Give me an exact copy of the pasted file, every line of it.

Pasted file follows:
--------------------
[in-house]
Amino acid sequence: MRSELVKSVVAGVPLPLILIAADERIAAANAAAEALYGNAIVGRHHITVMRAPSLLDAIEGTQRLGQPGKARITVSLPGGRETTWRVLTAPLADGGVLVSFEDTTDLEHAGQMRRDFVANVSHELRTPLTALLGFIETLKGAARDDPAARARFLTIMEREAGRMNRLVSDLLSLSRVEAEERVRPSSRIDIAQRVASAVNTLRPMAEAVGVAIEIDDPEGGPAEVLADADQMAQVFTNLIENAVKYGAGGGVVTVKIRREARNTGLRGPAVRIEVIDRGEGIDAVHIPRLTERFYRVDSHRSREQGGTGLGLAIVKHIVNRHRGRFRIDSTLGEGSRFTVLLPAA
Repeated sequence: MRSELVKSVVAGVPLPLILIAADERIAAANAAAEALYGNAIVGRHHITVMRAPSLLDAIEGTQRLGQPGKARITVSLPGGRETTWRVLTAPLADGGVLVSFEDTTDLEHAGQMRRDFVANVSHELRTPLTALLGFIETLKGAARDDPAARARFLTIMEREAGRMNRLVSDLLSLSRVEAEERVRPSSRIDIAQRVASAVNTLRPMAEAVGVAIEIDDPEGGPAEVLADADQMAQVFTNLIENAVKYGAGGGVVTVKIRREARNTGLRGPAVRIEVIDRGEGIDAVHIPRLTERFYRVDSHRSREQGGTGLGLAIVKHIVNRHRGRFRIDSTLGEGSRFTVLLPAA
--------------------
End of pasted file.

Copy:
[in-house]
Amino acid sequence: MRSELVKSVVAGVPLPLILIAADERIAAANAAAEALYGNAIVGRHHITVMRAPSLLDAIEGTQRLGQPGKARITVSLPGGRETTWRVLTAPLADGGVLVSFEDTTDLEHAGQMRRDFVANVSHELRTPLTALLGFIETLKGAARDDPAARARFLTIMEREAGRMNRLVSDLLSLSRVEAEERVRPSSRIDIAQRVASAVNTLRPMAEAVGVAIEIDDPEGGPAEVLADADQMAQVFTNLIENAVKYGAGGGVVTVKIRREARNTGLRGPAVRIEVIDRGEGIDAVHIPRLTERFYRVDSHRSREQGGTGLGLAIVKHIVNRHRGRFRIDSTLGEGSRFTVLLPAA
Repeated sequence: MRSELVKSVVAGVPLPLILIAADERIAAANAAAEALYGNAIVGRHHITVMRAPSLLDAIEGTQRLGQPGKARITVSLPGGRETTWRVLTAPLADGGVLVSFEDTTDLEHAGQMRRDFVANVSHELRTPLTALLGFIETLKGAARDDPAARARFLTIMEREAGRMNRLVSDLLSLSRVEAEERVRPSSRIDIAQRVASAVNTLRPMAEAVGVAIEIDDPEGGPAEVLADADQMAQVFTNLIENAVKYGAGGGVVTVKIRREARNTGLRGPAVRIEVIDRGEGIDAVHIPRLTERFYRVDSHRSREQGGTGLGLAIVKHIVNRHRGRFRIDSTLGEGSRFTVLLPAA